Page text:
Mr. Ernie Ross (Dundee, West) (Lab): I support everything that my right hon. Friend has said today and I particularly welcome his comments about the Muslim Council of Britain and its role in the efforts to save Ken Bigley. It is important for the House to focus on the way in which Islam does not agree or go along with the activities of the organisations that perpetrate such actions.
Does my right hon. Friend intend to have any further conversations with Dr. Blix to go over some of his statements made at the time to compare them with his current statements? It would be worth trying to establish where exactly Dr. Blix stands now on some of his earlier statements before and after the inquiry.
On the last point, I made sure some time ago that Dr. Blix was made aware of our intention to publish the material in due course. It was also considered by the Intelligence and Security Committee and by the Butler committee, which is useful. Dr. Blix's opinions in September 2002 were a matter for his own judgment, and he came to a different judgment from ours, but it is important for everyone to understand that, far from the dossier being some sort of confection, it was based on the best available judgments not only of ourselves but of the wider international community, including the intelligence agencies of countries that were
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not in the end supportive of our approach, and of people in the United Nations. Everybody assumed that Saddam had these weapons and made their judgments on that basis. Everybody also assumed that he would become an even bigger threat if the UN measures were not successful.
On my hon. Friend's point about the Muslim Council of Britain, I entirely endorse what he said. I hope that we can acknowledge the efforts of the Muslim Council of Britain in one particular respect by not falling into the trap set by the terrorists and adorning or dignifying them with the label "Islamic terrorists". They are no more Islamic terrorists than Irish terrorists were Christian terrorists. They are simply terrorists, evil people, and everything that they do defies and defiles the values of Islam.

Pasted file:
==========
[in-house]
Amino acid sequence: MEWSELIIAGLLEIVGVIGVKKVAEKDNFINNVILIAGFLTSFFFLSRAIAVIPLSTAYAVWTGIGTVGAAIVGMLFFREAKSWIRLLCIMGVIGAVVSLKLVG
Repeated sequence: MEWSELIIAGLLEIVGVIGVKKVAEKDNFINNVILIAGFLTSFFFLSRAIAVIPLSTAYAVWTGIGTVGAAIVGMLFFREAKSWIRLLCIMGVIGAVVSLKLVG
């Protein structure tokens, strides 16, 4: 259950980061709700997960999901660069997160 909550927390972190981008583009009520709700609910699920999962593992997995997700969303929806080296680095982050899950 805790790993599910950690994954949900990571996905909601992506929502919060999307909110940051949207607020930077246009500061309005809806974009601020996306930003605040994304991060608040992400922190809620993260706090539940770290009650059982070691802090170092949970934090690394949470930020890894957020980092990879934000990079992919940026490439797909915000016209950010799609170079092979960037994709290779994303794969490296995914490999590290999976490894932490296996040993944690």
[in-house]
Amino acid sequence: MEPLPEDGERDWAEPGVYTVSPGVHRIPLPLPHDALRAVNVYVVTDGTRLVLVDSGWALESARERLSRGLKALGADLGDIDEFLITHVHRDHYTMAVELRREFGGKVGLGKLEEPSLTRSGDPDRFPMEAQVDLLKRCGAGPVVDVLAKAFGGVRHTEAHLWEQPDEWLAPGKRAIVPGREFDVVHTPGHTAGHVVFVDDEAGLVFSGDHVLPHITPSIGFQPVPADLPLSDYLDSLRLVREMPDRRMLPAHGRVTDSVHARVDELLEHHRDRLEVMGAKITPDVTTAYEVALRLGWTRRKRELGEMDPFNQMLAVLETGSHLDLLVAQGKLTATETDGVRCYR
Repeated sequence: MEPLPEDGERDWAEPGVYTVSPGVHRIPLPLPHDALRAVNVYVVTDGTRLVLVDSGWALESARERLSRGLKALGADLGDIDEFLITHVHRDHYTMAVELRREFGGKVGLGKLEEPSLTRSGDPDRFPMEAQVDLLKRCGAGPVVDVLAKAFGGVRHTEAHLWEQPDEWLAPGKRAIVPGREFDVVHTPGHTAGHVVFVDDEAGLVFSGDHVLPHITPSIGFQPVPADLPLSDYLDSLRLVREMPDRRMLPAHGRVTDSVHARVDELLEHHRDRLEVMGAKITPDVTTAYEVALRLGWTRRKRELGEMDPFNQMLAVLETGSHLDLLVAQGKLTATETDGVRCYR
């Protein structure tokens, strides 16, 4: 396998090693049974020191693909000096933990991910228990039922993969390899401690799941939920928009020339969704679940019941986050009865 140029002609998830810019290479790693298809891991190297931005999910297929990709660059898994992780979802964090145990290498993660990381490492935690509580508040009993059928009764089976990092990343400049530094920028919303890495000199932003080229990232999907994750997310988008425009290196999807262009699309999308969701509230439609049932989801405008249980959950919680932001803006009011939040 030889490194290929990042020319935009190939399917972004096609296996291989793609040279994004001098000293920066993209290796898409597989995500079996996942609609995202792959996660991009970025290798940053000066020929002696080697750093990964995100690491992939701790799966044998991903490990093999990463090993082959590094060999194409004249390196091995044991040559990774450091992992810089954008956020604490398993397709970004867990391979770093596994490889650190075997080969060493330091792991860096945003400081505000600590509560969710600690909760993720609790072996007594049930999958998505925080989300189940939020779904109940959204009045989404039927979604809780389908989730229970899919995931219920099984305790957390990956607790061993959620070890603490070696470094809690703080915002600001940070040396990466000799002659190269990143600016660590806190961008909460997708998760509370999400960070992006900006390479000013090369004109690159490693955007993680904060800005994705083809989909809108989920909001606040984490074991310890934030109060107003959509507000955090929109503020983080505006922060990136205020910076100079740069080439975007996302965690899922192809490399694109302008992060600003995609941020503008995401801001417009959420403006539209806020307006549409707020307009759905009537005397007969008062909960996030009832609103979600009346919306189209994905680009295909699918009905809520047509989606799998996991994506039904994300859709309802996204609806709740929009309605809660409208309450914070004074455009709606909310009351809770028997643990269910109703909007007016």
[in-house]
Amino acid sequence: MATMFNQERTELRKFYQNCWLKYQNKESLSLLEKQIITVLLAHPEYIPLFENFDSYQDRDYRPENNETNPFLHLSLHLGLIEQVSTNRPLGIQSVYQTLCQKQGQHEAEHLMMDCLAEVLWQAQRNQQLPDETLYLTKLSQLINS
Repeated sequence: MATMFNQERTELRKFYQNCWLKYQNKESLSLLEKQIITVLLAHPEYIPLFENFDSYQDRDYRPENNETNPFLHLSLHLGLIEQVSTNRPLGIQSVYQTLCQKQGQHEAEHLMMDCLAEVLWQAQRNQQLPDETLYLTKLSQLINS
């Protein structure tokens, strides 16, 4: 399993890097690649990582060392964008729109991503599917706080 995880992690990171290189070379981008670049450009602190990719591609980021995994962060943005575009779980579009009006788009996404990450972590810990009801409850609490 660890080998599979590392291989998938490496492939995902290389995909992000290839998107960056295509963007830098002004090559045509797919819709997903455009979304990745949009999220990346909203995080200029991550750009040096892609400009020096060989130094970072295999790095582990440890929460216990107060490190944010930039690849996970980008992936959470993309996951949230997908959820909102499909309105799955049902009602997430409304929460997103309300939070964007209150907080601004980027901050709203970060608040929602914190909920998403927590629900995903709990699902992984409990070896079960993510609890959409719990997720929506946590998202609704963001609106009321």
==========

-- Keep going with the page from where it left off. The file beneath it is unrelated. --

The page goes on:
Mr. Edward Leigh (Gainsborough) (Con): I accept the good faith of the Foreign Secretary, so will he accept the good faith of those of us who voted against the war and acknowledge that we were not just star-struck Arabists or pacifists? Does he accept that we may have had a point in saying that the invasion would make international terrorism worse, and does he think that we may have a smidgen of an argument when we say that the continuing presence of western troops in a Muslim country is a gift to Arab terrorists and extremists? What is his exit plan and how are we going to get our troops out of the morass after the elections in January?
Mr. Straw: I have argued with those like the hon. Gentleman who have taken a different view, but I have never challenged their good faith. I am glad to hear that he does not challenge mine, the Prime Minister's or the Cabinet's. For the record, I have never thought of the hon. Gentleman as a star-struck Arabist or a pacifist. I reserve my contempt for those who took one position before and during the military action and a different position after it.
In Afghanistan, the great fear is of abandonment by western troops, not of occupation. I accept that it is different in Iraq, which is why we are moving rapidly to hand over responsibility to the Iraqi security forces. Resolution 1546 provides that the mandate of the MNF will run out at the end of next year or the end of the political process, which is more or less next year. It would then have to be renewed; otherwise the troops would leave automatically. We are working towards a sensible and orderly process negotiated with the Iraqis. They do not want us to leave until they feel fully capable of running their own security affairs themselves.
Mrs. Alice Mahon (Halifax) (Lab):
People are wondering why we cannot have a debate on Iraq. The ISG report certainly demolishes the Government's case for going to war and we are also seeing daily bombing of cities and heavily populated areas such as Sadr City, Falluja, Samarra and others, which is resulting in the huge loss of civilian lives. Are the Government taking account of how many civilians are dead, or of how many women or children are dead or injured? Iraq Body Count estimates about 15,000 losses, and we have heard reference to the Iraq health group, according to which
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two-thirds of the casualties over the last three months have been civilians. Surely the House should be debating Iraq when those killings are taking place in our name.